The finding is especially significant, given that resistance to antibiotics has been on the rise in various gram-negative bacteria for several decades, he said. 

Man on ventilator

Acinetobacter infections are most commonly seen in hospital patients, mainly affecting those who are on ventilators, have surgical wounds, are in intensive care units or have catheters, according to the CDC. (iStock)

“Any new antibiotic class that has the ability to treat infections caused by multi-drug-resistant bacteria such as carbapenem-resistant Acinetobacter baumannii (CRAB) would be a significant breakthrough,” he added. 

Michael Lobritz, the Switzerland-based head of infectious diseases at Roche, referred in a press release to antimicrobial resistance as a “silent pandemic.”

“Over the next 30 years, it is projected to claim more lives than those taken by cancer today, according to the report of the economist Jim O’Neill,” Lobritz said.

Over the next 30 years, antimicrobial resistance is “projected to claim more lives than those taken by cancer today,” an expert said.

Dr. Marc Siegel, clinical professor of medicine at NYU Langone Medical Center and a Fox News medical contributor, agreed that the growing resistance of gram-negative bacteria is a “huge problem.”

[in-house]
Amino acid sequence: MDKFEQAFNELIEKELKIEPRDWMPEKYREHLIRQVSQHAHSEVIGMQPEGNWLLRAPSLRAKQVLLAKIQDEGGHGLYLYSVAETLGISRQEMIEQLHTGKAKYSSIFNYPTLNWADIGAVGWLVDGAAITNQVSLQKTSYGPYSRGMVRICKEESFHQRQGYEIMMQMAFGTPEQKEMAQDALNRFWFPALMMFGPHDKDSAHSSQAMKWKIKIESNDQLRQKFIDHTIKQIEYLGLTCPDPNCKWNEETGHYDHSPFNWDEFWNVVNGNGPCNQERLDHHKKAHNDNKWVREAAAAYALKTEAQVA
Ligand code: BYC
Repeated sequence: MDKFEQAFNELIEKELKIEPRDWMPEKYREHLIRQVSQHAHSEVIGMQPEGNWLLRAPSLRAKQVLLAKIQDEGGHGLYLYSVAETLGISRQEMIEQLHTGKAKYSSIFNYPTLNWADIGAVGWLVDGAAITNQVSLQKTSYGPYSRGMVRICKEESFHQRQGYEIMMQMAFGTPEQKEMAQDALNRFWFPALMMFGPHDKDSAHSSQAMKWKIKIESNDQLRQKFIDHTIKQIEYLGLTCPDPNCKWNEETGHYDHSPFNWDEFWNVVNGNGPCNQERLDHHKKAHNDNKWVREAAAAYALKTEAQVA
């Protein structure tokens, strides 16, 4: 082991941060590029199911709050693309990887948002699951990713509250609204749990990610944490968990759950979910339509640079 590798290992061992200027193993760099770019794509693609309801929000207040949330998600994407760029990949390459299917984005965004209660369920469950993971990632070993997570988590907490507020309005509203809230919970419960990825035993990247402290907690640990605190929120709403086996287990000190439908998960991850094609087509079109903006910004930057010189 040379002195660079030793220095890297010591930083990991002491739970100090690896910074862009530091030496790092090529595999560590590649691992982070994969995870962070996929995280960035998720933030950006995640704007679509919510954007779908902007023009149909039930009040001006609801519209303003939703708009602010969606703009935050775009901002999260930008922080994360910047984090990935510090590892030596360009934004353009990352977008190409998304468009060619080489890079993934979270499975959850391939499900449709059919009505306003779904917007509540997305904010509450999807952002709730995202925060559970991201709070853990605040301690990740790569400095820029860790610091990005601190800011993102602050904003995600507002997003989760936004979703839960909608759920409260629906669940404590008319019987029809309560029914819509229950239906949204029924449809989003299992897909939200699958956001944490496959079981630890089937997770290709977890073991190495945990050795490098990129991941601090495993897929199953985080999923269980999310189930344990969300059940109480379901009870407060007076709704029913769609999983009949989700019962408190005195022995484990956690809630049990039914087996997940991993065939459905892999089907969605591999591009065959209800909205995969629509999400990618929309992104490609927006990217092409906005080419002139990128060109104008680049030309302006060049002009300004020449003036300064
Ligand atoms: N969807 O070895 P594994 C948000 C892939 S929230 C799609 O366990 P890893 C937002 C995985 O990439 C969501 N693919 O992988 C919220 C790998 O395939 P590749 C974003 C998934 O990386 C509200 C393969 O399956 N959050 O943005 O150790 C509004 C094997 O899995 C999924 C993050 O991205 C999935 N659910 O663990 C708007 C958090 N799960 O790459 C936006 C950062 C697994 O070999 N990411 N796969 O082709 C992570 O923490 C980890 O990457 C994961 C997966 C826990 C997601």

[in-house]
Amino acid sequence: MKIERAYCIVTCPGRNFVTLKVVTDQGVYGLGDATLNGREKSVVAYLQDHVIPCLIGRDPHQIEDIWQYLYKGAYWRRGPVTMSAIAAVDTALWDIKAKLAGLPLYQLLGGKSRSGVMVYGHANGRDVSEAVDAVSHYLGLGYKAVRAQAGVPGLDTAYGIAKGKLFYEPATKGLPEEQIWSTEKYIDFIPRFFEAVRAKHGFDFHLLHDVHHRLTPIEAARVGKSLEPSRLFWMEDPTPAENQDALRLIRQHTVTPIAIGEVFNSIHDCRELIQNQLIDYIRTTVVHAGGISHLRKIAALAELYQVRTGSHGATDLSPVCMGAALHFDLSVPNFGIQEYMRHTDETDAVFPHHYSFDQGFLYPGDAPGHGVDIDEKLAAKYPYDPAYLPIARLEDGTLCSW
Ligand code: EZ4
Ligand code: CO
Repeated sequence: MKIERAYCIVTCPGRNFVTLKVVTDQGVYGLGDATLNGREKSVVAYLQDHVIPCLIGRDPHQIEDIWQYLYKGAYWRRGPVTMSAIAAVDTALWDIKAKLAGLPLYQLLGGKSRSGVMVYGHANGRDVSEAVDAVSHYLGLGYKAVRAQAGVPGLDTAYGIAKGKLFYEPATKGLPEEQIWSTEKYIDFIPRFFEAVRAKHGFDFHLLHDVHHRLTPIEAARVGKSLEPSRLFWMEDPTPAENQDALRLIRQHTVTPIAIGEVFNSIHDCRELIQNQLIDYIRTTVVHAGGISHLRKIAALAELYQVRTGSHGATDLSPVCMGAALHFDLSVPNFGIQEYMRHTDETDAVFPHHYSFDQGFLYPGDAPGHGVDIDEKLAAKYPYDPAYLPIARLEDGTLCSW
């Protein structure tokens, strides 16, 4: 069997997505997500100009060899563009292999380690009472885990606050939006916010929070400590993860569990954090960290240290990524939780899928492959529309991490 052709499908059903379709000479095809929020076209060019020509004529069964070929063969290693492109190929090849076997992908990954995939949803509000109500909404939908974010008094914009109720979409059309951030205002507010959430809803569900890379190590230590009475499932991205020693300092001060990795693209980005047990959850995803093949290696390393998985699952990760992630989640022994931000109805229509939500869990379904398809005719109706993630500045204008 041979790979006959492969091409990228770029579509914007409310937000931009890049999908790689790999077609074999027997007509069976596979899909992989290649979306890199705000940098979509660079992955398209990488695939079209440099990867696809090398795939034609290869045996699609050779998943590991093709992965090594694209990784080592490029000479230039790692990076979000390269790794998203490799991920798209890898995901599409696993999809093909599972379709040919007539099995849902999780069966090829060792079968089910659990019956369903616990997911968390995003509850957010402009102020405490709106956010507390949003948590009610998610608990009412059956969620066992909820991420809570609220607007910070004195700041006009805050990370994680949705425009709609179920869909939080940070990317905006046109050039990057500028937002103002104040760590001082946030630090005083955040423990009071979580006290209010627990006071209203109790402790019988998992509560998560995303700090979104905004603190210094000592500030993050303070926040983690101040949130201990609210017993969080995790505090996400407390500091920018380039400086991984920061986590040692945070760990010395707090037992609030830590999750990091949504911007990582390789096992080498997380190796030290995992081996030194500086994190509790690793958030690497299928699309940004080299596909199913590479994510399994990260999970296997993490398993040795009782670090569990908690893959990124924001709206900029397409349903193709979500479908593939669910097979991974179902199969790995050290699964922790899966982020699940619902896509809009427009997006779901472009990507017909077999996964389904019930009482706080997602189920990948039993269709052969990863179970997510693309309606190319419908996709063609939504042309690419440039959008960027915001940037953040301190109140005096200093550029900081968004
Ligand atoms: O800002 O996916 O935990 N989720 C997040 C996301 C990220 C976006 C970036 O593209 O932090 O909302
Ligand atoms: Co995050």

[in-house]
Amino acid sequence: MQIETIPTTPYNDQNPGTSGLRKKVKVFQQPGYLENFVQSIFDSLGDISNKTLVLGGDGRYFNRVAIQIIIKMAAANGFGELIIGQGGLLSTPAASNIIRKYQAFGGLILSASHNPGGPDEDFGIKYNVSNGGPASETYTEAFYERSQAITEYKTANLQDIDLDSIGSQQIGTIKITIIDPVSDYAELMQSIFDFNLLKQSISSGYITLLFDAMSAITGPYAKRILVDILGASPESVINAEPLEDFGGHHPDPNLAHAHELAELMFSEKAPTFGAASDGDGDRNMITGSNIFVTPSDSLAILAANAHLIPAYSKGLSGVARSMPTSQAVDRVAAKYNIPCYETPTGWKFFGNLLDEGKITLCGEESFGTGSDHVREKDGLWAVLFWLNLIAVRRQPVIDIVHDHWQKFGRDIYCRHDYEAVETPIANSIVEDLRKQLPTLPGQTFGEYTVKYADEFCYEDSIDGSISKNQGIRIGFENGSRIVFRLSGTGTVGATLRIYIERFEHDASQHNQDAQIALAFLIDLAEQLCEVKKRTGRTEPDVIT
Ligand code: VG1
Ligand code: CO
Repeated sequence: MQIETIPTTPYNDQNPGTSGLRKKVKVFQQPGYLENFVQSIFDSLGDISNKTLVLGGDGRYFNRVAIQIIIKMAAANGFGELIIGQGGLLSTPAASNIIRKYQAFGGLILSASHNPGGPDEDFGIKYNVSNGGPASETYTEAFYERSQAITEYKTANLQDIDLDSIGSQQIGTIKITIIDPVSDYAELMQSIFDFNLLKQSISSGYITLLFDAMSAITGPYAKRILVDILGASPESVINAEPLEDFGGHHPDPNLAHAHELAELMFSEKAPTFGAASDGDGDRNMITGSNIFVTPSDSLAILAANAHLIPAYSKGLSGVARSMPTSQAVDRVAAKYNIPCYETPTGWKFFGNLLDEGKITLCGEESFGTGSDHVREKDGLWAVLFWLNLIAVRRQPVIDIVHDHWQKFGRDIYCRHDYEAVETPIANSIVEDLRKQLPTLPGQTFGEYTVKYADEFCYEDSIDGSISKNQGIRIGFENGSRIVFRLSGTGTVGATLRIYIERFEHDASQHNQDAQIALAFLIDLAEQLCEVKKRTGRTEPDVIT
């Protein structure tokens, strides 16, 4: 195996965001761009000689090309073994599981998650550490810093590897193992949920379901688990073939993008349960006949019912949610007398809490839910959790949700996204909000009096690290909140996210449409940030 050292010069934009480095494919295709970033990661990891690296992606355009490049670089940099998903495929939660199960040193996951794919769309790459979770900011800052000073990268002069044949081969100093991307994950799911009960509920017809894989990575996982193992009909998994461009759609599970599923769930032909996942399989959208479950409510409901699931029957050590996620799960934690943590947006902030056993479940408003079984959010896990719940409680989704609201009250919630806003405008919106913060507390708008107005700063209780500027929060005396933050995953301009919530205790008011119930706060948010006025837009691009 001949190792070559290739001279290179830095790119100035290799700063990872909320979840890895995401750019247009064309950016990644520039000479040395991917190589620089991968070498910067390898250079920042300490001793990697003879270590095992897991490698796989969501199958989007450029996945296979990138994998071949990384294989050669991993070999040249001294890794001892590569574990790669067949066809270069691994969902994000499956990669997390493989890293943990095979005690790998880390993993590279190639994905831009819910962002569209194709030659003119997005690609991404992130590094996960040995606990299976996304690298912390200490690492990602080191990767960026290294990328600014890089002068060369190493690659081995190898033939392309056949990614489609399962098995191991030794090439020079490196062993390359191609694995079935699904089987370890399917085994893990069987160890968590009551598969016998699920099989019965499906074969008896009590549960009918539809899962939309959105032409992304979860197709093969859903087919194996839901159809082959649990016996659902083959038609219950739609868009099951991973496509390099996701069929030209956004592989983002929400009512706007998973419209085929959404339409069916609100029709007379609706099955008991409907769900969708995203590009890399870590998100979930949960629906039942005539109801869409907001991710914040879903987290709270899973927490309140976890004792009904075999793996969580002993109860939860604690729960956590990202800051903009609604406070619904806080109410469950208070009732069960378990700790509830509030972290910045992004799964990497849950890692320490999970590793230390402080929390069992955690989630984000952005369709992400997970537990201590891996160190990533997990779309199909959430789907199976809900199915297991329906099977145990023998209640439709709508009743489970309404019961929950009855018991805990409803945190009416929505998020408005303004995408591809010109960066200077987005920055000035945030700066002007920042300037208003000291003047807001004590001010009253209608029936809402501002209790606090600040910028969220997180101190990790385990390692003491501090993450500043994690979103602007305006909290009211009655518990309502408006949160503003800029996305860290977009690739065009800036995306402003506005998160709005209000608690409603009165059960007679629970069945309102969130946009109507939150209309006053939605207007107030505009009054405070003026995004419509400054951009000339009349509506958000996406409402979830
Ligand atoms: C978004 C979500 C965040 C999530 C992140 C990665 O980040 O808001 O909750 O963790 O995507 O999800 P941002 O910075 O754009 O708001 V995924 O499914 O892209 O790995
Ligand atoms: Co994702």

“Our last line of defense for decades now in the hospital has been the carbapenem drugs, specifically Imipenem and Mirapenem,” he told Fox News Digital. 

Roche

The research was done at Roche Pharma Research & Early Development in Switzerland. (iStock)

“But now there is an increase of carbapenem-resistant strains — including carbapenem-resistant Acinobacter baumannii, or CRAB — which are very difficult to treat.”

Siegel also acknowledged the importance of the newly discovered zosurabalpin.

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“It interferes with a lipid transport mechanism at the surface of the bacteria,” he said. “This is very important, as there are now millions of deaths a year worldwide due to antibiotic resistance.”

Zosurabalpin has only been tested in animals so far, Siegel noted, with human trials underway. 

What to know about Acinetobacter

Acinetobacter infections are most commonly seen in hospital patients, mainly affecting those who are on ventilators, have surgical wounds, are in intensive care units or have catheters, according to the CDC.

Emergency room

Those with lung disease, diabetes or weakened immune systems are at a higher risk of infection. (iStock)

Those with lung disease, diabetes or weakened immune systems are at a higher risk of infection.

The bacteria can spread from person to person or via contact with contaminated surfaces.

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Acinetobacter baumannii, along with other gram-negative bacteria, is tracked by the CDC as part of its Emerging Infections Program.

Looking ahead, Siegel said he expects that artificial intelligence will help speed up the process of developing new antibiotics and make it “more effective and streamlined.”